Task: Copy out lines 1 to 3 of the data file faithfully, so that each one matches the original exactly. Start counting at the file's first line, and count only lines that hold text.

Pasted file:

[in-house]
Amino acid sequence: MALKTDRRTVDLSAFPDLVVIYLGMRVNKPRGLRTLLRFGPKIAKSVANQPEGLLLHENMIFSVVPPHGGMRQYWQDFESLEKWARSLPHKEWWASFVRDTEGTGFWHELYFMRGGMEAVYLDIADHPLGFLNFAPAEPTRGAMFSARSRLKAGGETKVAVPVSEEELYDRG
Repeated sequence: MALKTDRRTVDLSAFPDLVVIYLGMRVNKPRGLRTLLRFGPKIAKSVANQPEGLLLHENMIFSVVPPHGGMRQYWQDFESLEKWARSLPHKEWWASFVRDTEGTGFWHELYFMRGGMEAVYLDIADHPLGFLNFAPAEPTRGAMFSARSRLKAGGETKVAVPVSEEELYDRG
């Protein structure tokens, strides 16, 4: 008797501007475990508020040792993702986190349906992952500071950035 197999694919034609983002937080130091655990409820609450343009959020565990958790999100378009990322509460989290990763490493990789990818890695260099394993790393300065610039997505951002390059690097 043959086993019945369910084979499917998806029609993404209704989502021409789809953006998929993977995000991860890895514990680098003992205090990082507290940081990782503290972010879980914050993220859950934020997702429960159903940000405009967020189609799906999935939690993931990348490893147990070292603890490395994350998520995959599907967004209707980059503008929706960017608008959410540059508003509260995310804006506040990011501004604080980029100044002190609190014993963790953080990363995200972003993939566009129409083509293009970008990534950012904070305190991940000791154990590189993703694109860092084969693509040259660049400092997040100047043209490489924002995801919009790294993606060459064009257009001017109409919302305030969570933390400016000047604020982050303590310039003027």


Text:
[in-house]
Amino acid sequence: MALKTDRRTVDLSAFPDLVVIYLGMRVNKPRGLRTLLRFGPKIAKSVANQPEGLLLHENMIFSVVPPHGGMRQYWQDFESLEKWARSLPHKEWWASFVRDTEGTGFWHELYFMRGGMEAVYLDIADHPLGFLNFAPAEPTRGAMFSARSRLKAGGETKVAVPVSEEELYDRG
Repeated sequence: MALKTDRRTVDLSAFPDLVVIYLGMRVNKPRGLRTLLRFGPKIAKSVANQPEGLLLHENMIFSVVPPHGGMRQYWQDFESLEKWARSLPHKEWWASFVRDTEGTGFWHELYFMRGGMEAVYLDIADHPLGFLNFAPAEPTRGAMFSARSRLKAGGETKVAVPVSEEELYDRG